The Labour MP Stephen Kinnock said the party was becoming increasingly divisive, winning millions more votes but few further seats, which, he said, showed that Labour was failing to reach across the country’s divides riven by Brexit.
Kinnock, who has co-authored a book about the possible future for the party, along with MPs including Anna Turley and Dan Jarvis, and the Brexit-backing Labour businessman John Mills, said the proposal was also a challenge to his colleagues thinking of leaving the party. It offered them a way to shape Labour’s future.
“This is about staying and fighting for our party. That is in no way meant as fighting against anything within it,” Kinnock said. “The one thing that does unite us all is a desire to win elections, to form a government and to change the country. Drifting back to the liberal centre would be a fatal error, we are not in 1997 any more. Drifting to the hard left, with a conspiracy driven view of the world, is also a fatal error. This is an offer to get back to a principled debate about what we can offer.”
Kinnock, the MP for Aberavon, said there were “two dominant tribes shaping 21st century Britain” – communitarians and cosmopolitans. The assessment mirrored that of the journalist David Goodhart who categorised the new divide as between “somewheres” and “anywheres”.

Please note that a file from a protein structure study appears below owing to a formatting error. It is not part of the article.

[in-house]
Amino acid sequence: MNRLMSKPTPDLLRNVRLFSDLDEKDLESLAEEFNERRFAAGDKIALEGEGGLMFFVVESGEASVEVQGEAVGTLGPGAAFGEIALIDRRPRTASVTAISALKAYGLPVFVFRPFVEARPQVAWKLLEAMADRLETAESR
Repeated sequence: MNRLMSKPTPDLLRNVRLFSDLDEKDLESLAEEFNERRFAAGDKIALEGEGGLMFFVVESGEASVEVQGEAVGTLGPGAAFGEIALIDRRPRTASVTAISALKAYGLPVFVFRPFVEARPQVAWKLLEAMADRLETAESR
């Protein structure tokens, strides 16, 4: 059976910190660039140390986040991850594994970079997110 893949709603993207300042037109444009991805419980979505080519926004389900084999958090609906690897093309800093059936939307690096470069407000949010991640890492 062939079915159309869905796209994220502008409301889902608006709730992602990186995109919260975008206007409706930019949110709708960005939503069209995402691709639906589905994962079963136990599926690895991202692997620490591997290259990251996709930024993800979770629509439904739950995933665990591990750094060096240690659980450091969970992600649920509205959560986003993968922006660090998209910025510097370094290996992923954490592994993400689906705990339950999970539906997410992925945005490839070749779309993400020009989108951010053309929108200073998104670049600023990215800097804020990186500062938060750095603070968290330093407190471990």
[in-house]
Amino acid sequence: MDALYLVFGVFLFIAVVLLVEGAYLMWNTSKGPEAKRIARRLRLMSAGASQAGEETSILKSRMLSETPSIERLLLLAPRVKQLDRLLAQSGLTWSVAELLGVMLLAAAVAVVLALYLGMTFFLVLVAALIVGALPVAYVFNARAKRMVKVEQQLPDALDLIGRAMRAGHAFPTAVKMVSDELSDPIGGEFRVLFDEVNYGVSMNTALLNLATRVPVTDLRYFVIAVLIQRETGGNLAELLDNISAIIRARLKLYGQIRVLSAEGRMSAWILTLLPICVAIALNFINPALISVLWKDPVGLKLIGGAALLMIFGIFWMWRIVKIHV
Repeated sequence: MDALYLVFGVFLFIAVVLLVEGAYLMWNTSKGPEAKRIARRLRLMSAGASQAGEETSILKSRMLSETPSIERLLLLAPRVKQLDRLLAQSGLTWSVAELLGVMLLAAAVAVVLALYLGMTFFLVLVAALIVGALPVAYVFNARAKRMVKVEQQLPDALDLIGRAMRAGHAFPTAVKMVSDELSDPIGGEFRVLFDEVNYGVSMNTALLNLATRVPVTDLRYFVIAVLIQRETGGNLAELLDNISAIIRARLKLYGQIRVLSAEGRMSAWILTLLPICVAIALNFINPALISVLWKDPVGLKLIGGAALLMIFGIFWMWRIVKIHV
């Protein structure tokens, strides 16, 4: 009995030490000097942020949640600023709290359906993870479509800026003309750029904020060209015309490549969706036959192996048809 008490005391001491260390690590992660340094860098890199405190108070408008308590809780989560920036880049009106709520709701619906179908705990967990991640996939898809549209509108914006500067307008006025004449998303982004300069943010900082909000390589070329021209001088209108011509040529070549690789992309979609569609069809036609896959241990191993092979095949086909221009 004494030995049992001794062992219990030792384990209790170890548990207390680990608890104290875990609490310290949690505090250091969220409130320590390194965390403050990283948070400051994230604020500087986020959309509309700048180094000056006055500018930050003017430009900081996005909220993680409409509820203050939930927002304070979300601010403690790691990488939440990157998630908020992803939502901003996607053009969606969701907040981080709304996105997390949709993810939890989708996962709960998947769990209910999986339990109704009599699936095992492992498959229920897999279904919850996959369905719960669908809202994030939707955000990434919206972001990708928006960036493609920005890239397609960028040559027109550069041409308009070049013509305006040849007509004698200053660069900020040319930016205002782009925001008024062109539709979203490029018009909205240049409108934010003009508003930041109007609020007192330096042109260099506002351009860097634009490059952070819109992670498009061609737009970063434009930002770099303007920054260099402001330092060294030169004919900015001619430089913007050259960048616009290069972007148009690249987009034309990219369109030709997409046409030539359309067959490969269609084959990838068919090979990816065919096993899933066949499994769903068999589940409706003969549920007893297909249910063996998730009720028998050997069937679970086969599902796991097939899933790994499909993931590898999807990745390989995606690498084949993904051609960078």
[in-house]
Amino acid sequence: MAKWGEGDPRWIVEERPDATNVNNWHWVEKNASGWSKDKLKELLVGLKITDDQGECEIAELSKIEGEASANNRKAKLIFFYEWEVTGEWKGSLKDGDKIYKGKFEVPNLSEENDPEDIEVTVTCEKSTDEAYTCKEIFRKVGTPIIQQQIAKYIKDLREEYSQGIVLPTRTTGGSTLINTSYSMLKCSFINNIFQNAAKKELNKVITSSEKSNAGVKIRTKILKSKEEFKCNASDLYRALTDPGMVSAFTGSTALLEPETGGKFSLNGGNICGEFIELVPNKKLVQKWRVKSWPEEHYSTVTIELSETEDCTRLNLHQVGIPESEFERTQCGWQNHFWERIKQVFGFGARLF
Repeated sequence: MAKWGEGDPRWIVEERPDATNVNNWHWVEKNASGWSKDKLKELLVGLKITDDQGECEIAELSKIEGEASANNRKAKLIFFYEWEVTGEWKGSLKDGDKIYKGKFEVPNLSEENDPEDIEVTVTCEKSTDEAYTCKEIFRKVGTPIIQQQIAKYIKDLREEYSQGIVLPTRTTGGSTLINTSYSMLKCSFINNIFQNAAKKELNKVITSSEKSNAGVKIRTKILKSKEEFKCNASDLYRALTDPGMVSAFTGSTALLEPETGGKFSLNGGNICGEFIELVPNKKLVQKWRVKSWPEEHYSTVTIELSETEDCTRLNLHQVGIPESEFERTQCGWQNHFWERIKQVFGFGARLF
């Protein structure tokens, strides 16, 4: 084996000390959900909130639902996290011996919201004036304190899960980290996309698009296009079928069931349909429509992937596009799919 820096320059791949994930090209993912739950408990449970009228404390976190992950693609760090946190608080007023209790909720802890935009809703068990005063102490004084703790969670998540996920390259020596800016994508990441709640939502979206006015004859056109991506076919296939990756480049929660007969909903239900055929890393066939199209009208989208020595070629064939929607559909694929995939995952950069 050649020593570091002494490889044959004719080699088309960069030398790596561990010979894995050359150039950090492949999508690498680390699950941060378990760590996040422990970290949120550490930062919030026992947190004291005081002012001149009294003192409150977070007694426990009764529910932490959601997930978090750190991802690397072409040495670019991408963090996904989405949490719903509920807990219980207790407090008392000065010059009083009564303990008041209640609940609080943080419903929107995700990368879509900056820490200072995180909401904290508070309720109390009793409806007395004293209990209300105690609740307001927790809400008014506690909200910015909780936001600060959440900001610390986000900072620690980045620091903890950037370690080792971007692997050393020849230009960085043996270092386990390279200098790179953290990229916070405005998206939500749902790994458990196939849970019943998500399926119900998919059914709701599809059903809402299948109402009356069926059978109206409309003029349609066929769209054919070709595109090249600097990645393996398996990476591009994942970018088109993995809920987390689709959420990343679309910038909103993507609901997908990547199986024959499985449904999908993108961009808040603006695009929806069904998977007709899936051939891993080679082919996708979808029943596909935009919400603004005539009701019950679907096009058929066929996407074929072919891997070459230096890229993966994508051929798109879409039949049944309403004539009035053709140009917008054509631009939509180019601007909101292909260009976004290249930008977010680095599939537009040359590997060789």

The MP said it was time for the party to accept the assessment that it had still concentrated too much on cosmopolitans – liberal, educated, middle-class voters comfortable with globalisation – at the expense of communitarians, whose values were “rooted in community” and who “valued security over personal liberty”.
Kinnock said he saw the departure last week of the Labour MP Frank Field – a staunch supporter of Brexit, who advocated a tougher approach to migration, coupled with long-running campaigning on low pay and welfare – as a sign the party was losing touch with some of those values.
“I don’t agree with everything [Field] said or the way he has voted but he brings something to the party that is valuable and is important, an understanding of the communitarian values at the heart of the party’s history,” he said. “We have to reconnect with those roots and it is going to be much more difficult to do that without people like Frank Field supporting us.”
The book co-authored by Kinnock, entitled Spirit of Britain, Purpose of Labour, argues that both New Labour and the party under Jeremy Corbyn have “almost exclusively cosmopolitan politics” and calls that position “electorally and morally bankrupt”.
Kinnock started the project with his co-author, Joe Jervis, after the EU referendum. He said the “deeply divided, polarised, country” had been thrown into sharp relief by the referendum, and then in the 2017 election it could be seen how much those divides were entrenched.
“In 2010 we got 29% of the vote and 258 seats, and in 2017 we got 4 million more votes and won four more seats. That says we are stacking up votes in some places and becoming increasingly Marmite.”